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As impressive as UCLA's freshmen Jordan Adams, Kyle Anderson and Shabazz Muhammad have been this season in their starting roles, they are still freshmen, and they play as such.
Even the team's hardest-working, beyond-his-years player, Adams, has had his share of ill-advised passes and unwise defensive play.
This question was further punctuated on Wednesday when UCLA lost to Washington State in Pullman for the first time in 20 years after defeating then-No. 11 Arizona.
It seemed from the onset of the game that the Bruins, most especially their freshmen, underestimated the Cougars and felt as though they wouldn't have to exert much effort in order to beat them on their home court.
That apparent naive mindset proved to be lethal for the Bruins, who fell down as many as 21 points midway through the first half.
The UCLA freshmen's lack of experience and perspective was displayed not only by underestimating Washington State, but also by the way in which they attempted to narrow the large deficit.
With plenty of time left on the clock and Washington State being the worst team in the Pac-12 (2-14 prior to defeating UCLA), the Bruins could have gradually chipped away at the lead by playing tougher defense (which they eventually did by switching up a zone) and making easy baskets.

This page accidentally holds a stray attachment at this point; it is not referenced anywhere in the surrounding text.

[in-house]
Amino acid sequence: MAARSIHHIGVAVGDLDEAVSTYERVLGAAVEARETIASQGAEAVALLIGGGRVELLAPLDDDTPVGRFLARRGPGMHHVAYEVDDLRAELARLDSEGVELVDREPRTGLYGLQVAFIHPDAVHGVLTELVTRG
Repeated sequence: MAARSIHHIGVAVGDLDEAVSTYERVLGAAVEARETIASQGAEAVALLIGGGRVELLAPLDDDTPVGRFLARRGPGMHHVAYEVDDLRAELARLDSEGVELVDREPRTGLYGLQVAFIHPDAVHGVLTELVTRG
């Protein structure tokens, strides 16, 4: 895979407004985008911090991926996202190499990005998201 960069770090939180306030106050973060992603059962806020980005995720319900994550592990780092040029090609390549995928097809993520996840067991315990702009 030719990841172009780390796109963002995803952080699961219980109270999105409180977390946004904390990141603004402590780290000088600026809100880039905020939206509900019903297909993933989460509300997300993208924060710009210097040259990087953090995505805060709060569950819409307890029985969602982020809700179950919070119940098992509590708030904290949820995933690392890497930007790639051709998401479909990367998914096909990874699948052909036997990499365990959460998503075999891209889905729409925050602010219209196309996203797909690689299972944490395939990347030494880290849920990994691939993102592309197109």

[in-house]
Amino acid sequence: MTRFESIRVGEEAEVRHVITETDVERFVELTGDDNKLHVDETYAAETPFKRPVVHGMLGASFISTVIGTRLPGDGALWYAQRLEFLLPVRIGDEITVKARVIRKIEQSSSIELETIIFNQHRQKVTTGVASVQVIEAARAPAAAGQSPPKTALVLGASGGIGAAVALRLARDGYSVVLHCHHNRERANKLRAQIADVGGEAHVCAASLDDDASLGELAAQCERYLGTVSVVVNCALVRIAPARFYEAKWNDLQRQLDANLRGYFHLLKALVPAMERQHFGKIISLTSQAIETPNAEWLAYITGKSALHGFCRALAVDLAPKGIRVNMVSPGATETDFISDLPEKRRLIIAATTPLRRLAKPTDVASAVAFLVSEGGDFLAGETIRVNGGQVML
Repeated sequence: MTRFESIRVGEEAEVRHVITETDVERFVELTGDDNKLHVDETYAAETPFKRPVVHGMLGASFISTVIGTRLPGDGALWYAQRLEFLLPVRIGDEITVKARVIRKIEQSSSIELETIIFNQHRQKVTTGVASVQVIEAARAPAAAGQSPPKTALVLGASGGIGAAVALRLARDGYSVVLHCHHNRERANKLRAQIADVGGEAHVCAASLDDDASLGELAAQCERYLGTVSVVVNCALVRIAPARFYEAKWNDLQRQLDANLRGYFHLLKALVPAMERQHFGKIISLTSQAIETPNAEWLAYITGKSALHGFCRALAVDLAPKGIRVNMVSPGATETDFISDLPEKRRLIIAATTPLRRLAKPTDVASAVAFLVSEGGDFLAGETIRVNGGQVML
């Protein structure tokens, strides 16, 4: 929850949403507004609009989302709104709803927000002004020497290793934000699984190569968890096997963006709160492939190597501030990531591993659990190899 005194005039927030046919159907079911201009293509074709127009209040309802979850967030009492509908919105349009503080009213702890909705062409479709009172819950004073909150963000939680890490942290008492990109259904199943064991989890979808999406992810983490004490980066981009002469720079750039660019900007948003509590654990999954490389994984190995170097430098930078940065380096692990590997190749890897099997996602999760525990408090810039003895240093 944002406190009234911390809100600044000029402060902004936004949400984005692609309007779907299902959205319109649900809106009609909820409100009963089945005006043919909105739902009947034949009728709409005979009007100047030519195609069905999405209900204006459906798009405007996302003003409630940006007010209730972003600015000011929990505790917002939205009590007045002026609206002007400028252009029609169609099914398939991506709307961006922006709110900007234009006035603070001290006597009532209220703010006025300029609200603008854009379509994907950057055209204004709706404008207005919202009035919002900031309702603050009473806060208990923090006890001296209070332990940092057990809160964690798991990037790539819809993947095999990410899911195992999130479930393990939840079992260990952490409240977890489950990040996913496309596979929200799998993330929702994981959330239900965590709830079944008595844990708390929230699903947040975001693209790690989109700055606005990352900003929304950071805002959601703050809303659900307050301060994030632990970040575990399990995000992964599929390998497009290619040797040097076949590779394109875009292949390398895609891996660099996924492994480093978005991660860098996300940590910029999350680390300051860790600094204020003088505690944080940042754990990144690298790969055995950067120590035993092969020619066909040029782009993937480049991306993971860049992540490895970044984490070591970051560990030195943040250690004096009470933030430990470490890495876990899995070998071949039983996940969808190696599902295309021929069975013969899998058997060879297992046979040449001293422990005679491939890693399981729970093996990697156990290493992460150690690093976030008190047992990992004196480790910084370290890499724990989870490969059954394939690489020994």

However, the freshmen instead got desperate, and perhaps anxious as well, being down by double digits to the last-place team in the conference and tried to do too much.
Muhammad, who posted his career-worst shooting night (4-of-19: 21%), began taking a surplus of three-pointers and kept shooting when he was off, making only two out of 11 attempts (his previous career-high in three-point shot attempts was seven).
Anderson, who unlike Muhammad (42% 3PFG) is an atrocious three-point shooter (6-of-33: 18%), also began shooting threes and missed all three of his attempts.
Bad shooting nights will happen for any player, but it's the approach and poise of UCLA's freshmen that is worrisome.